2015 Toyota FCV Fuel Cell Concept And Test Mule Shown At CES

As announced, Toyota lifted the veil off its FCV fuel cell concept vehicle during the opening of the 2014 CES, adding its production fuel cell vehicle will be launched in 2015.

Two vehicles shared the stage at the Toyota press conference: The FCV concept, showing what the four-door mid-size sedan will look like in Radiant Blue; and the camouflage-taped engineering prototype used for extensive and extreme on-road testing in North America for more than a year.

Toyota explained the prototype has consistently delivered a driving range of about 300 miles, zero-to-sixty acceleration of about 10 seconds, with no emissions, other than water vapor.  Refueling of its hydrogen tanks takes three to five minutes.

“We aren’t trying to re-invent the wheel; just everything necessary to make them turn,” said Bob Carter, senior vice president of automotive operations for Toyota Motor Sales (TMS), U.S.A. Inc., at the opening of CES. “Fuel cell electric vehicles will be in our future sooner than many people believe, and in much greater numbers than anyone expected. Hydrogen works beautifully with oxygen to create water and electricity and nothing more. For years, the use of hydrogen gas to power an electric vehicle has been seen by many smart people as a foolish quest. Yes, there are significant challenges. The first is building the vehicle at a reasonable price for many people. The second is doing what WE can to help kick-start the construction of convenient hydrogen refueling infrastructure.  We’re doing a good job with both and we will launch in 2015.”

Toyota added for the last 20 years, the company’s investment in fuel cell R&D has been massive.  Since 2002, Toyota has been testing and developing a series of prototypes in North America. In those 11 years – and more than a million miles – it said it has dramatically reduced the cost of building a fuel cell powertrain.

Toyota said it estimates a 95-percent cost reduction in the powertrain and fuel tanks of the vehicle it will launch in 2015, compared to what it cost to build the original prototype in 2002.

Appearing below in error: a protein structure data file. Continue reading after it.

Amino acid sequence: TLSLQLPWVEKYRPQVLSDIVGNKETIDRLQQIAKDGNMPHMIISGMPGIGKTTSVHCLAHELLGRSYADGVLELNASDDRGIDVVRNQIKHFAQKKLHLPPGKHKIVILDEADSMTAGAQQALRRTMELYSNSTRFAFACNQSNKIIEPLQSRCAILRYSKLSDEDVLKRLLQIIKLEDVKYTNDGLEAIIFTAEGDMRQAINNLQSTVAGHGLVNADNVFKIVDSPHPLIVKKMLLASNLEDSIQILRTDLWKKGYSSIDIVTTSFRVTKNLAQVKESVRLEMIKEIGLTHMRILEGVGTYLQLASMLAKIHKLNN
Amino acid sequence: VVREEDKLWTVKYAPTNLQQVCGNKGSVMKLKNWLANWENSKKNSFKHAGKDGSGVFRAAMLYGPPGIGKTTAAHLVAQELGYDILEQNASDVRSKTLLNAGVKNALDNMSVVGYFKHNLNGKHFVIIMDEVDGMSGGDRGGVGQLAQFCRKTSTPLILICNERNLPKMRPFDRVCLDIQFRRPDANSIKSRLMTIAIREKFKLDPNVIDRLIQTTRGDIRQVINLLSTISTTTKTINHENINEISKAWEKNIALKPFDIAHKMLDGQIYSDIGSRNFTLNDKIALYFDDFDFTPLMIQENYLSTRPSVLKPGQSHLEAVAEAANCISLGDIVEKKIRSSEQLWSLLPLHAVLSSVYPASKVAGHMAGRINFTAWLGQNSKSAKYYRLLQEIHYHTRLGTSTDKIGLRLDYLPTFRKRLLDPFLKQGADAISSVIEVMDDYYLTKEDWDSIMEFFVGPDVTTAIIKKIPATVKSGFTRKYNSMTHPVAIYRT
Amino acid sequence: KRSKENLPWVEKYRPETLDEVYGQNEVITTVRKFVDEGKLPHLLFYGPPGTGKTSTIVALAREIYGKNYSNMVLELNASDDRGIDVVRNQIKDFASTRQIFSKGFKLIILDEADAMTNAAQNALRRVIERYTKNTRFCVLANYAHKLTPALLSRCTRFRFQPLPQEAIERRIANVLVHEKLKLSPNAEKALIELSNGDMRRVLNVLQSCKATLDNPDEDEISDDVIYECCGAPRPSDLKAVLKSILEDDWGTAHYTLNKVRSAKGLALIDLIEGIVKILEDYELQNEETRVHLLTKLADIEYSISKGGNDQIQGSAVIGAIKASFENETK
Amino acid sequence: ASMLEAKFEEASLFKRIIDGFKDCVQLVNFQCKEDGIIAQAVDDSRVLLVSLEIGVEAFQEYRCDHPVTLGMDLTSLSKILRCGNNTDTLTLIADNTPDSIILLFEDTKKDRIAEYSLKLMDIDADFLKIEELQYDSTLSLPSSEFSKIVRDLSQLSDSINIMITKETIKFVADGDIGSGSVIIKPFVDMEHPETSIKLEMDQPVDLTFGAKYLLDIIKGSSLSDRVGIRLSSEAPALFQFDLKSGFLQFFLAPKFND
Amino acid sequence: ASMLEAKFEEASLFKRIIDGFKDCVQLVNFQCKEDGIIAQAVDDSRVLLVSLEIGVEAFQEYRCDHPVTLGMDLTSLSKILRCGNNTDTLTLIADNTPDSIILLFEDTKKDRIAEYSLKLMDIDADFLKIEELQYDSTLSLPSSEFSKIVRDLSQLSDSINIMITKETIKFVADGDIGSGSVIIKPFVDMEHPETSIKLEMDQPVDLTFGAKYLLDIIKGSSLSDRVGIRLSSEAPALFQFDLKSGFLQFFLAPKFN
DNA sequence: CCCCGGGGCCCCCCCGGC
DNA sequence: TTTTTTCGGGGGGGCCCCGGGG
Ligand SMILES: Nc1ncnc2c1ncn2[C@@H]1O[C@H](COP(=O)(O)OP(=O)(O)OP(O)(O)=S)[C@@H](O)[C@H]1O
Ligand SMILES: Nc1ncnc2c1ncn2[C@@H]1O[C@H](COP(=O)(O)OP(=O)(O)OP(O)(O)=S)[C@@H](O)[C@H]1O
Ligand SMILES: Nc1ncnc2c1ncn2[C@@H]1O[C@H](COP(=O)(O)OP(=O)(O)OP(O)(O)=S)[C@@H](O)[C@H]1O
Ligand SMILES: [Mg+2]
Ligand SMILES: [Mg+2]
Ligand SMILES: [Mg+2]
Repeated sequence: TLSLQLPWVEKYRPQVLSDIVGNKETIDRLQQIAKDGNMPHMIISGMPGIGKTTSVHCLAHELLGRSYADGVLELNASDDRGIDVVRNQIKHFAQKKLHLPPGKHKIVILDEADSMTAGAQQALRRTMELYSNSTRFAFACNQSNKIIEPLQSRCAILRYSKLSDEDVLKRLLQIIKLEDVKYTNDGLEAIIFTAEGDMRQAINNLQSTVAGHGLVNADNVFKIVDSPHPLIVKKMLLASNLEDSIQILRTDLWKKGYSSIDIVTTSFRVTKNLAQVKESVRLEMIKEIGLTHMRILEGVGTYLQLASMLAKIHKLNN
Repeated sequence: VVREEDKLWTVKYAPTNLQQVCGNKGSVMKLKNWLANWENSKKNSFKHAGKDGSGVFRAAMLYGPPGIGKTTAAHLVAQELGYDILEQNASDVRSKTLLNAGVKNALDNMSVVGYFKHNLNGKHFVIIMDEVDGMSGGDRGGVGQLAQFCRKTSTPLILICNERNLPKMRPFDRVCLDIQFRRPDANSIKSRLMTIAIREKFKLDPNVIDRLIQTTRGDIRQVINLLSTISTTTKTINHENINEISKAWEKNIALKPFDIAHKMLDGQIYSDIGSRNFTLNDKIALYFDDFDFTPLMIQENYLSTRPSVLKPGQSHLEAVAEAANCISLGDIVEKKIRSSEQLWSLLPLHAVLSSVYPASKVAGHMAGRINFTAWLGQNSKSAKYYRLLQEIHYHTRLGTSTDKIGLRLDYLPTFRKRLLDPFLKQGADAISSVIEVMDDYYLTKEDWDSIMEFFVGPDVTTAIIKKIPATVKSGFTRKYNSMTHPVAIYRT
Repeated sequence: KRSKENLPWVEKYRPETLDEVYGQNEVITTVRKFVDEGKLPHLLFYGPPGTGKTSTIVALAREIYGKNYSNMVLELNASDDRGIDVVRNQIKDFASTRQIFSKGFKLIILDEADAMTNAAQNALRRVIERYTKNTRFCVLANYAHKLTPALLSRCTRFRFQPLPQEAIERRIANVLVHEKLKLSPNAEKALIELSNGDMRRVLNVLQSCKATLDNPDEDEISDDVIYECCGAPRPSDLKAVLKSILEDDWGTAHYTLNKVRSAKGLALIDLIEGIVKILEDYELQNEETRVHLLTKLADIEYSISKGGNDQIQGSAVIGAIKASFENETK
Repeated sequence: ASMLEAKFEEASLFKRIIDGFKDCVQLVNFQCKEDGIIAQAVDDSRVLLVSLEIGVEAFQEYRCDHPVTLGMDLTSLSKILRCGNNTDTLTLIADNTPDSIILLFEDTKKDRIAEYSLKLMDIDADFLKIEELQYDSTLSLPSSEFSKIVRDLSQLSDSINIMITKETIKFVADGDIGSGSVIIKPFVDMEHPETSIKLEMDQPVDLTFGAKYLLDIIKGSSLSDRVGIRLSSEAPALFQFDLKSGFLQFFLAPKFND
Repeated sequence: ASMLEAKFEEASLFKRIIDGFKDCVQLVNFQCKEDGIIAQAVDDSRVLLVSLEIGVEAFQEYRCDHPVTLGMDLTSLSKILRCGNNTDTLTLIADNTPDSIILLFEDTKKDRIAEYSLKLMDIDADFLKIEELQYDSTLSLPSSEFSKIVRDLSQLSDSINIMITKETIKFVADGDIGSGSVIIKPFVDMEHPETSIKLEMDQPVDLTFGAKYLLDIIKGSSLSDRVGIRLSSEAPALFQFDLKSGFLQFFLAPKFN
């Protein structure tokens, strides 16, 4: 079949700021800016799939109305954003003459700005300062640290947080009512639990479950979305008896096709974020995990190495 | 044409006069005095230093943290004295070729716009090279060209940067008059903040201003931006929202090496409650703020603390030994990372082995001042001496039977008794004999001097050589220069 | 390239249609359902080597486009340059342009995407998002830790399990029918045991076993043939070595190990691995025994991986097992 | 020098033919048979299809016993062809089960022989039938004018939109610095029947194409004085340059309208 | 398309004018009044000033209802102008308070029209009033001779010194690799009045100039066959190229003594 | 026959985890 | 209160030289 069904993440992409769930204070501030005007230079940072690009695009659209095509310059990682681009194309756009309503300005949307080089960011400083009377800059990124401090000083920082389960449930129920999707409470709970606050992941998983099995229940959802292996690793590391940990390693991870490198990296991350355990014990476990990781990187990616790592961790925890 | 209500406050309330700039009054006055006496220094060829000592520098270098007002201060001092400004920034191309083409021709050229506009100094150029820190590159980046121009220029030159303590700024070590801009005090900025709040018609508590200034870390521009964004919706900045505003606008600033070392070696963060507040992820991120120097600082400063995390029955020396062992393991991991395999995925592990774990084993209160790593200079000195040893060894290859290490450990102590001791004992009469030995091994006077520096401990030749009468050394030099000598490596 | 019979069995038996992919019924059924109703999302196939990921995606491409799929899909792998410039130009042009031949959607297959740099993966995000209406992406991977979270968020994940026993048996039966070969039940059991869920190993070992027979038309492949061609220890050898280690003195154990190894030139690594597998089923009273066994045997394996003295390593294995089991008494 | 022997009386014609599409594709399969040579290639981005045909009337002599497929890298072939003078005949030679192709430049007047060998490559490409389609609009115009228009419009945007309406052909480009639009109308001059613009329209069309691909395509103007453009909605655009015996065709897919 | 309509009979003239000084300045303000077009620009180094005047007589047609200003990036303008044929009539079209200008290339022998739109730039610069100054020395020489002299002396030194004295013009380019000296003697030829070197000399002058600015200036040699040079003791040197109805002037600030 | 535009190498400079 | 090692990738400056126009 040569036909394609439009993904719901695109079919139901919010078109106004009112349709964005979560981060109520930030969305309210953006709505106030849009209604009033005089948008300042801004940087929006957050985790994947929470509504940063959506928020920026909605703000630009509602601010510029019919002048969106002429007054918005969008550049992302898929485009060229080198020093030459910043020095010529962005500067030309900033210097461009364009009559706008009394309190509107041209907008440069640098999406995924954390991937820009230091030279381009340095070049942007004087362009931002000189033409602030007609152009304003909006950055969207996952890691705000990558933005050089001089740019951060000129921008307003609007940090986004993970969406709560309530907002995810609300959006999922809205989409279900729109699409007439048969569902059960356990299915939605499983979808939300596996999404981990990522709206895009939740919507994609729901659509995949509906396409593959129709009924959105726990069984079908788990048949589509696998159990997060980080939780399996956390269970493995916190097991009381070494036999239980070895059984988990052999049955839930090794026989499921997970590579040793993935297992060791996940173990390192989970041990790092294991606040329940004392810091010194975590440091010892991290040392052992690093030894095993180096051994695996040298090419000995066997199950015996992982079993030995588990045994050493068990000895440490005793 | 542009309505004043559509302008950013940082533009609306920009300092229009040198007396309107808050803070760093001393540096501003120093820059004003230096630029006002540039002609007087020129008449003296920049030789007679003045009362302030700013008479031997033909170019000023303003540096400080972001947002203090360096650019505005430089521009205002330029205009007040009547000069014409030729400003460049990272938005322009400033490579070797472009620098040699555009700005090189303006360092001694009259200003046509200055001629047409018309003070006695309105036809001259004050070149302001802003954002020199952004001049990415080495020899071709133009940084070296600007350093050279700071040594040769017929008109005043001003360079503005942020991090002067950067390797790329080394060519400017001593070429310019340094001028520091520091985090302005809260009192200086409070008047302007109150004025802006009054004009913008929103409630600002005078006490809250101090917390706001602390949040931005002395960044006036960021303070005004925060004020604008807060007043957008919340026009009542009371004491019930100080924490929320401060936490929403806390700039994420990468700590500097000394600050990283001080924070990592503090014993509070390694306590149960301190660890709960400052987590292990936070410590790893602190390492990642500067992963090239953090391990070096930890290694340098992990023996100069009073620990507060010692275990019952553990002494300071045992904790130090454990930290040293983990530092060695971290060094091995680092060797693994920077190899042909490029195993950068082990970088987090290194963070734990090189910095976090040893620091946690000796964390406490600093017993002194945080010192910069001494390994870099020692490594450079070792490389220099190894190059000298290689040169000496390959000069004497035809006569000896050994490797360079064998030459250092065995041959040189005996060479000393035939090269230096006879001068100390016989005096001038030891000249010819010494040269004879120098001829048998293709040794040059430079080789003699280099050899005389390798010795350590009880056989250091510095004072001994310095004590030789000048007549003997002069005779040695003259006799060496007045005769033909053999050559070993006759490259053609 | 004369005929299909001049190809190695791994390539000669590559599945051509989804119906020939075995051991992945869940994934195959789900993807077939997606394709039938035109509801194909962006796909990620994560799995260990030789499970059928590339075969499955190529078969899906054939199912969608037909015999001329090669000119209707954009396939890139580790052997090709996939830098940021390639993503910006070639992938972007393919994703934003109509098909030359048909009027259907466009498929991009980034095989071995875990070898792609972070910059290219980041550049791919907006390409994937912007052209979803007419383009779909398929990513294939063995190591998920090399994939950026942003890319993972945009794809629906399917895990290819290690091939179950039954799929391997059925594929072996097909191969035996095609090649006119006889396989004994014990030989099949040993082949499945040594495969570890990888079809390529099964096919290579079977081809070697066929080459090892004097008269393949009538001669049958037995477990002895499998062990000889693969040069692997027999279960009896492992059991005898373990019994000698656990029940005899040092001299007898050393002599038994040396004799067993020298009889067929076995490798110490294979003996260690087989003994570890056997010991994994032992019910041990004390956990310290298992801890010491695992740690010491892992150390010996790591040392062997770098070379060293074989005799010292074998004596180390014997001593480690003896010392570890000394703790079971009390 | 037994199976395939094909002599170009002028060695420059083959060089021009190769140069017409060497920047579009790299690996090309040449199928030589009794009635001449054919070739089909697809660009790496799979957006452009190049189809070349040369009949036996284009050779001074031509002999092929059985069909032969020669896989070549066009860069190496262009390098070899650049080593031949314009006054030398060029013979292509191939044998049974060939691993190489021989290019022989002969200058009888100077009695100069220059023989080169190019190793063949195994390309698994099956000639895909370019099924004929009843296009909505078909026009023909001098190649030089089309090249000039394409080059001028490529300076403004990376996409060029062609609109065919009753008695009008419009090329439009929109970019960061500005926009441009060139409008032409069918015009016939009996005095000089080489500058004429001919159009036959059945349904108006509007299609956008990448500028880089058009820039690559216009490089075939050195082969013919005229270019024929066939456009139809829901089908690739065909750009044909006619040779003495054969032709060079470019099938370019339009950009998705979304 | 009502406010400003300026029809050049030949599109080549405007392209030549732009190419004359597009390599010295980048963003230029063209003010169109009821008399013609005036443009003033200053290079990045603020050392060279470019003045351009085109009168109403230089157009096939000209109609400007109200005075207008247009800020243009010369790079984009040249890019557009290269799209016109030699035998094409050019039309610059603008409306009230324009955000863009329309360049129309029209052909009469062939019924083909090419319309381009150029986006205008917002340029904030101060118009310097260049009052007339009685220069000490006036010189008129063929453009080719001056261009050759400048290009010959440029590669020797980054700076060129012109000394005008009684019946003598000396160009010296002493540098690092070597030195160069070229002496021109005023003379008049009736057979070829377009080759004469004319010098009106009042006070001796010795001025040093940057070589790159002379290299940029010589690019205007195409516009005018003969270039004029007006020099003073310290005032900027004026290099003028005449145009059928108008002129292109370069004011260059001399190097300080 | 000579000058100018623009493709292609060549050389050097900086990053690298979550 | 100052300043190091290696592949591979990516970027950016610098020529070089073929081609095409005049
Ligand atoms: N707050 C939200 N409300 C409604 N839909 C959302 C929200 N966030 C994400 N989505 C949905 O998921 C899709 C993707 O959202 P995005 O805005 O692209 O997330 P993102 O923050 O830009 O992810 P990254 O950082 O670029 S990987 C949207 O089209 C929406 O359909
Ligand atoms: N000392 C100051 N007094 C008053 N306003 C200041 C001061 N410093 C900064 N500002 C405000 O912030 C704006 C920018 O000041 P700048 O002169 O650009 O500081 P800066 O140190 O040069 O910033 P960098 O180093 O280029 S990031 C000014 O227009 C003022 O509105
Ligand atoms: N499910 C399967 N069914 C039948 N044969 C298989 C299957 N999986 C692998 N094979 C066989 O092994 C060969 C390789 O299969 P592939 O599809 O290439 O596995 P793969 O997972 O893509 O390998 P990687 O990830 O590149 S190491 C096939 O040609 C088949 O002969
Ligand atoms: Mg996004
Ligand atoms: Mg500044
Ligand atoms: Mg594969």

According to Toyota, the FCV represents a major engineering achievement, where the size and weight of its powertrain system was significantly reduced while maintaining an impressive total power output of more than 100 kilowatt.

A fully-fueled vehicle will be capable of supplying enough energy to power a house for a week in an emergency, per Toyota. Engineers are currently looking to develop an external power supply device that could be used in this manner.

“There’s no doubt, that the success of this technology will depend less on the genius of the car, than on the ownership experience,” said Carter. “Cost is one thing, but convenience is another.”

Toyota's FCV will  be a hybrid using a sub-2-kwh battery and regenerative braking a la Prius, with the FC stack instead of engine.

Toyota’s FCV will be a hybrid using a sub-2-kwh battery and regenerative braking a la Prius, with the FC stack instead of engine.

Focusing on California, where the vehicle will be launched initially, Toyota explained it has partnered with the University of California Irvine’s Advanced Power and Energy Program (APEP) to help map out potential locations for new hydrogen fueling stations.

The APEP spatial model considers a variety of data including R.L. Polk ownership of hybrid and electric vehicles, traffic patterns, population density, and so on.  The model is based on the assumption that owners want to reach a refueling station within 6-minutes.

What the model produced was an initial cluster map that requires 68 station sites in the San Francisco Bay area and Silicon Valley, as well as Los Angeles, Orange and San Diego counties.  If implemented, the mapped system could handle a fuel cell population conservatively estimated by APEP at about 10,000 vehicles.

California has approved more than $200 million in funding to build about 20 new stations by 2015, a total of 40 by 2016, and as many as 100 by 2024. To help guide the construction of new stations, the APEP model is being used by:

  • the California Energy Commission,
  • the Governor’s Zero Emission Vehicle Initiative,
  • the California Air Resources Board,
  • the U.S. Department of Energy
  • and the California Fuel Cell Partnership.

“Stay tuned,” added Carter, “because this infrastructure thing is going to happen.”

Specific sales volumes of the FCV will be announced closer to launch. Carter said that Toyota has revised initial market plans and requested additional vehicles.

Carter added that more information will be announced in the weeks and months ahead, including U.S. sales volume targets, the name of the vehicle and comprehensive specifications and performance data.

In the meantime, Toyota has setup www.toyota.com/fuelcell for information.